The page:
Even without Demetris Robertson in the fold, Notre Dame’s receiving class is a group to watch. 

You want productivity? Throw on a highlight tape of Javon McKinley. You want an intriguing set of physical tools? Look no further than Chase Claypool. You want a sleeper prospect who out-performed every elite prospect who came to the Irish Invasion camp? Then your man is Kevin Stepherson.

Most of the attention on Signing Day was the fate of 5-star receiver Demetris Robertson. But the trio of athletes that’ll reload the receiving corps is a group that deserves recognition even without an additional infusion.

McKinley provided the day’s only scare when his smart phone struggled to send his signature via electronic fax. Claypool sent his national letter of intent in the day after scoring 51 points on the basketball court. And Stepherson is already taking part in team workouts in Paul Longo’s strength facilities, getting a jump start with the spring semester and 15 practices as the Irish try to figure out what life looks like after Will Fuller, Chris Brown and Amir Carlisle.

After Fuller left campus early on the back of two record-setting two seasons, Kelly said his staff has become more and more comfortable with the fact that his skill players need to develop quickly—especially with the allure of the NFL just ahead.

“If you’re really that good, you may not be here very long, and we hope that you’re here for four years and you stay, but you’ve got to be ready to compete,” Kelly said. “So our expectation in the recruiting process is for the wide receiver group to come in and compete to get on the field and be a player for us immediately.”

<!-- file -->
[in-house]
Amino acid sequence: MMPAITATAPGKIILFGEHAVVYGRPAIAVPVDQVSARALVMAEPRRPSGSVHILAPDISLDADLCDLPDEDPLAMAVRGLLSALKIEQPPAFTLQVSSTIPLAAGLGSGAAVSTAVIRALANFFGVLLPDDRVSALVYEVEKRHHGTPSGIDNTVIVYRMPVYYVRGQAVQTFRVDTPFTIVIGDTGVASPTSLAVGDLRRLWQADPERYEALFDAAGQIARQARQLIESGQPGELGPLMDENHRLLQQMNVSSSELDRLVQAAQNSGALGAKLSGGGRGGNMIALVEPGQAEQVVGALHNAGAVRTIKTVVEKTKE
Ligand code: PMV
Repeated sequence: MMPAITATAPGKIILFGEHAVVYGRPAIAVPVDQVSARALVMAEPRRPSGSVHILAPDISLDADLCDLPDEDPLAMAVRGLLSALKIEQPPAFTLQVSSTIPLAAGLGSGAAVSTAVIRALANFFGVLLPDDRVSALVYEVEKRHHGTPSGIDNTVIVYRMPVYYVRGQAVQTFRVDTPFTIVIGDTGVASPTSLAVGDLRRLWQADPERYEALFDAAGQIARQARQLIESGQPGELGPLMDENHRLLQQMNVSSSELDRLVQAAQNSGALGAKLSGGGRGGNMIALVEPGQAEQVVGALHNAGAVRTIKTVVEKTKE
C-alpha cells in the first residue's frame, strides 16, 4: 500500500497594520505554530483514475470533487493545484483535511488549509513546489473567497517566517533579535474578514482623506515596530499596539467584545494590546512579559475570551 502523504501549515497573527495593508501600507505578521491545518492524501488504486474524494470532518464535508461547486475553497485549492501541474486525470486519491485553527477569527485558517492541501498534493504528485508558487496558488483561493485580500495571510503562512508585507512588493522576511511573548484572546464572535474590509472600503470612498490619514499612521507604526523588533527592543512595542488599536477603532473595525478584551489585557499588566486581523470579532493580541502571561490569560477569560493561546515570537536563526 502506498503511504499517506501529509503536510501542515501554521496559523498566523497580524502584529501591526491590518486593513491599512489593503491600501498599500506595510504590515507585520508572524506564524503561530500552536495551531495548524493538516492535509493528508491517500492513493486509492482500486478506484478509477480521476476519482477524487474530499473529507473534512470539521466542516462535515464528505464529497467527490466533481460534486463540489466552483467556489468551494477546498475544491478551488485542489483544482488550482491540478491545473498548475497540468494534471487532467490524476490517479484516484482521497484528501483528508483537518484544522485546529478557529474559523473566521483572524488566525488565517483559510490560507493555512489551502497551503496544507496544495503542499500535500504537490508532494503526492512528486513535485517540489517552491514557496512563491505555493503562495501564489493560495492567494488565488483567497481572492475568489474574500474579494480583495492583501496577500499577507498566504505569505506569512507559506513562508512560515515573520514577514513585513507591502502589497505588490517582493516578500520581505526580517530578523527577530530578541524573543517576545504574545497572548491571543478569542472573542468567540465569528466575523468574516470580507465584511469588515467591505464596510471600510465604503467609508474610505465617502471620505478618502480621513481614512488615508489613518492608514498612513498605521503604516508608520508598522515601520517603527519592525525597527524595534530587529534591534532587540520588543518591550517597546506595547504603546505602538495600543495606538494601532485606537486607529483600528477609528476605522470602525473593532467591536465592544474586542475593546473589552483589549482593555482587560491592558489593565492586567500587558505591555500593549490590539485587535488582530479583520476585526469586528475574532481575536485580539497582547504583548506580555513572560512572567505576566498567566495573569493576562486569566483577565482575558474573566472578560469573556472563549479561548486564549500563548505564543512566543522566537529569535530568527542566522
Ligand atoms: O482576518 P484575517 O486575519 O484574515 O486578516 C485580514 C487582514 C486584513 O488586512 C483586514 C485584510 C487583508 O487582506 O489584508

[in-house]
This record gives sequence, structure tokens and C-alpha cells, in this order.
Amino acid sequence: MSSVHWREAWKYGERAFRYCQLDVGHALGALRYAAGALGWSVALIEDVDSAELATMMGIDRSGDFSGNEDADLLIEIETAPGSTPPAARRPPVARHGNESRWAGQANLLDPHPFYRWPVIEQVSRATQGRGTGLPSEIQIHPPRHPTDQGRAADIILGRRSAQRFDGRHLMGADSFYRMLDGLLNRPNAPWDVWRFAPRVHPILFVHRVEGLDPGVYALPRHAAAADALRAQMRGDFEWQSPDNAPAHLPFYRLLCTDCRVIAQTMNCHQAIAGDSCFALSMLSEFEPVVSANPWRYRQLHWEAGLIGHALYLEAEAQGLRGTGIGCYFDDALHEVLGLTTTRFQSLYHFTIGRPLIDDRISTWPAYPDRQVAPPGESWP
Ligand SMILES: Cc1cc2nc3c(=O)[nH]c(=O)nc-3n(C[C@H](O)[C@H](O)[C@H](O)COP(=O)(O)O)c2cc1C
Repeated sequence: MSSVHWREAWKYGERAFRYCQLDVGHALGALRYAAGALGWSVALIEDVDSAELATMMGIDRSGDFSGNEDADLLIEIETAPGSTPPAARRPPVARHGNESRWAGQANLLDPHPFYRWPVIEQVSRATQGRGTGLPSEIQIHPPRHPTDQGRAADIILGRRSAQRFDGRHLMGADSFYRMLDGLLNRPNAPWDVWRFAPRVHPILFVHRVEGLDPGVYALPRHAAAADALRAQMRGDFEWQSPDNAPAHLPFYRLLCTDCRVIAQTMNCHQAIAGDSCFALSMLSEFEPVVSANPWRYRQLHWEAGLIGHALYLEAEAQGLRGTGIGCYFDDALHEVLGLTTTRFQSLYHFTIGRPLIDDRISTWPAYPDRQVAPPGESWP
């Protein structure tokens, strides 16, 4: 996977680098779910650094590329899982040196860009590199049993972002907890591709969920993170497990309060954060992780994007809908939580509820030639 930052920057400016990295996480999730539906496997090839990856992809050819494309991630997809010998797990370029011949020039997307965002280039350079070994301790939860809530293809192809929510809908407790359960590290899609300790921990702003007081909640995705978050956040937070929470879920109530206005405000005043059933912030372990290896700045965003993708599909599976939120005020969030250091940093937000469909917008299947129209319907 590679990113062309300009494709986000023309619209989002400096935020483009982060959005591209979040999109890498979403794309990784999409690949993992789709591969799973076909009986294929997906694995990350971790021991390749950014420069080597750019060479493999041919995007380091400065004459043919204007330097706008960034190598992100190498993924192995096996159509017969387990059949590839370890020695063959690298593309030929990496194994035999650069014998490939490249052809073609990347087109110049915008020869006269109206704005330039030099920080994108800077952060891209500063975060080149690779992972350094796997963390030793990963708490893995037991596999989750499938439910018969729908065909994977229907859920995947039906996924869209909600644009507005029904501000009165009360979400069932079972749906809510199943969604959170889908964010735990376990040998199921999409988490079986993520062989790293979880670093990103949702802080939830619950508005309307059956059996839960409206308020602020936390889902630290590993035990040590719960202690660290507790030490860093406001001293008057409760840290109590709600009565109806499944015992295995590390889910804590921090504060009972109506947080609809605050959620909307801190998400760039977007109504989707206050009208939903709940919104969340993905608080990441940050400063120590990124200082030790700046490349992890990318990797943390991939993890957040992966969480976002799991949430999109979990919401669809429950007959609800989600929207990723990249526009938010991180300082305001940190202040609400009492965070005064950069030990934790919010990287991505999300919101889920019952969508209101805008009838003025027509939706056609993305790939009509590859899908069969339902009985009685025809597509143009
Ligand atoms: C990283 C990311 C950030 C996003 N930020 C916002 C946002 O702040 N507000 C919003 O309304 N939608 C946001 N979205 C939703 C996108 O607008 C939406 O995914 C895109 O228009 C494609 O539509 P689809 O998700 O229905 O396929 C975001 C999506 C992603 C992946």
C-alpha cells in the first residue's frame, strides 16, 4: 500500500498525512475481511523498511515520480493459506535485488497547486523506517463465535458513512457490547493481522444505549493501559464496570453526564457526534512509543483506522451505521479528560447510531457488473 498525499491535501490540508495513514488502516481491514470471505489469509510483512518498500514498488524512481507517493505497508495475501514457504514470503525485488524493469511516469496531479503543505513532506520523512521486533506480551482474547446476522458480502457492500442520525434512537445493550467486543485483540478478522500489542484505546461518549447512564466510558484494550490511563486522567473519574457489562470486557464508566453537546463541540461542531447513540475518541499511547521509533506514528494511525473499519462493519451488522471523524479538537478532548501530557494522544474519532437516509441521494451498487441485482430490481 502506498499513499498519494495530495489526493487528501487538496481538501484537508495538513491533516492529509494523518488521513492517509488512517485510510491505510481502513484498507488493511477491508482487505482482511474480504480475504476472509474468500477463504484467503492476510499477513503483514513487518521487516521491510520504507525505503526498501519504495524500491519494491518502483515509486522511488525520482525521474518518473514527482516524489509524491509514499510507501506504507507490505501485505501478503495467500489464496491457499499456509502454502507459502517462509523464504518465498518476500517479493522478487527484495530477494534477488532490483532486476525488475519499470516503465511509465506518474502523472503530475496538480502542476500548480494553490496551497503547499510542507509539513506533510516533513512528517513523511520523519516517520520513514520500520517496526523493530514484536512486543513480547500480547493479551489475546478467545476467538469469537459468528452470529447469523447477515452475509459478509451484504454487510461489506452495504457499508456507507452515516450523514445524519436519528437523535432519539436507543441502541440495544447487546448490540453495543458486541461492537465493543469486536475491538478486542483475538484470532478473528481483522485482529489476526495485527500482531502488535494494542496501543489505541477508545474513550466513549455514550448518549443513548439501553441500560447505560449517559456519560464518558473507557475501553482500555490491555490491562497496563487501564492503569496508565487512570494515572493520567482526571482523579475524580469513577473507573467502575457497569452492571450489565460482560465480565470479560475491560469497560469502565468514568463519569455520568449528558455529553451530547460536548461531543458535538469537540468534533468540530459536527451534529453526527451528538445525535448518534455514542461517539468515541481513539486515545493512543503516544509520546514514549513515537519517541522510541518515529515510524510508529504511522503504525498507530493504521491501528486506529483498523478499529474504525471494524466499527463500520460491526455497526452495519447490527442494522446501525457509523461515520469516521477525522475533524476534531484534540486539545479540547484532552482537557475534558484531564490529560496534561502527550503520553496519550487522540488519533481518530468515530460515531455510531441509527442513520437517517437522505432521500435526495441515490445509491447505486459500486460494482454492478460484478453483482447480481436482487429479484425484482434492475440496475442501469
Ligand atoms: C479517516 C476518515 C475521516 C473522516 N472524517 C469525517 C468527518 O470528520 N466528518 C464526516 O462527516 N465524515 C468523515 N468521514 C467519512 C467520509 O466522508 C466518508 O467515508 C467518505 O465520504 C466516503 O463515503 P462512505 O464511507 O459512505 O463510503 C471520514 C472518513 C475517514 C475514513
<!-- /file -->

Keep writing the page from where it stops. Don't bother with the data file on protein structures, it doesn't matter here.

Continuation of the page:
That’ll happen whether or not Robertson is a part of this group.

 

Amidst significant transition on both the coaching staff and recruiting office, Notre Dame managed a Top 10 class. Expect things to only get better from here. 

Let’s go back to Signing Day 2015. Within 24 hours of Brian Kelly’s press conference, he was dealing with two major changes—recruiting coordinator Tony Alford was out the door to Ohio State and Kerry Cooks was headed to Oklahoma. Two aces on the staff were gone, forcing the Irish to not just replace long-time staffers, but to find new area recruiters for the state of Texas and Alford’s stronghold in Florida.

Kelly brought in first-year college assistant Todd Lyght to work with defensive backs. He tapped the school’s rushing leader Autry Denson to handle the backs and duke it out in Florida. Mike Sanford shook up the offense as Bob Elliott moved into an off-field position. But perhaps just as important as those moves, Kelly turned over the administrative reins to Mike Elston, who moved into a recruiting coordinator position he had filled for his boss back at Cincinnati.